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Exactly How to Experiment in Your Business

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Have you ever had a grand idea? One you you were really excited to put out into the world?  (Of course you have.)

Did you ever have an idea you loved so much that you were equally excited and afraid to put it out there? What if someone didn’t buy it, this idea you loved so much?

It’s a funny relationship we have with our favorite ideas. We love them and want to share them, yet sharing them puts them out in the open for others to judge. And then others may judge them unworthy…. And ouch, that hurts.

Last week we discussed how to reframe failure-thinking so you can deal with inevitable failures without the freak-out.

Now, imagine not having the loaded pressure of success on your beloved ideas right from the beginning, so you can put your work out into the world with ease. Even better than just dealing with aftermath stress, you simply avoid it altogether. Nice, right?

This week you’re going to learn exactly how to experiment your way to success in business. You’ll see how to test, try, fail, rethink… and succeed with your ideas, without any pressure or panic right from the moment the idea pops into your head.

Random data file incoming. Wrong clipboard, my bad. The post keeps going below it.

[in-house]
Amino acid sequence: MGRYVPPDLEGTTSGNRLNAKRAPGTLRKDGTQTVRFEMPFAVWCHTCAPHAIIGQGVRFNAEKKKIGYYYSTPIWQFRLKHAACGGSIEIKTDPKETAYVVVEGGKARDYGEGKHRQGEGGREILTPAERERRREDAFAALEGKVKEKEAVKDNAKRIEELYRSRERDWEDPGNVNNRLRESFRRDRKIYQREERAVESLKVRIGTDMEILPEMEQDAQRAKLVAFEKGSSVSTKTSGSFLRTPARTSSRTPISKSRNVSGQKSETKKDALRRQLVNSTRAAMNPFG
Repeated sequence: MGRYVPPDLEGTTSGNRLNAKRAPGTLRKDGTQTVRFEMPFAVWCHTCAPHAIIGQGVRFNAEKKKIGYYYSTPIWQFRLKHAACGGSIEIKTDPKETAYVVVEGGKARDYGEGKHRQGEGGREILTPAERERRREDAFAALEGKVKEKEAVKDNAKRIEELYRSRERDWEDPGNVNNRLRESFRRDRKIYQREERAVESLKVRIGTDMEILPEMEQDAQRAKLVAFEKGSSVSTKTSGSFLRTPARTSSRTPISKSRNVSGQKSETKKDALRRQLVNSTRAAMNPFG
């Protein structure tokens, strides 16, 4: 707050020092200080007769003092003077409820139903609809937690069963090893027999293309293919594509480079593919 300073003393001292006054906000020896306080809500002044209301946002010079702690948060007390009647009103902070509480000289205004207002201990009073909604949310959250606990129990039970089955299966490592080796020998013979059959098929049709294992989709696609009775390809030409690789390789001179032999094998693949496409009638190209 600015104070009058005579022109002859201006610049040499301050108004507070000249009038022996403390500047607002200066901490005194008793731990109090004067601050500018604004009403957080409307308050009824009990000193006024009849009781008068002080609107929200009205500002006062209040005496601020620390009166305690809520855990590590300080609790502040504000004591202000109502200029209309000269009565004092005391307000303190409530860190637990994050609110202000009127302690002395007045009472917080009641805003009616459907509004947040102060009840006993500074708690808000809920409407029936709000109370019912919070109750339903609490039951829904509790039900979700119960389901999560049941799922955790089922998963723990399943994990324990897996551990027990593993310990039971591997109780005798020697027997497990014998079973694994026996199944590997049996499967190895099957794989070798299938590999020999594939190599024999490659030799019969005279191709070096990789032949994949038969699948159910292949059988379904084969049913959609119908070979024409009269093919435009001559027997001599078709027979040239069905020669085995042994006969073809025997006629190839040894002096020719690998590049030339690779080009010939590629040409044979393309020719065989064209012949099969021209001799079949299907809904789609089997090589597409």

Here we go, in my famous, step-by-step style.

How to Experiment in Your Business

Step 1: Pinpoint an idea you’re excited about

Is there a service you’ve been itching to sell, or a product you’ve always wanted to create? Think about those dreams you’ve had on the back burner. Pick one to play with right now.

Preferably, if you’re new to business, you’ll pick a small-ish idea, not something requiring thousands of dollars of upfront investments. (I’ll talk more about why it’s best to start experimenting with small things in a future post.)

Step 2: Put on your scientist’s mindset

Like we discussed last week, your mental reset button is to use a scientist’s mindset.

Tell yourself: “I’m just going to see how this goes.” Remove the pressure, and don’t let the idea of failing hold you back. Instead, know that this is a learning experience, not a must-succeed-no-matter-what scenario. In fact, it’s that kind of pressure that will cause the stress you want to avoid.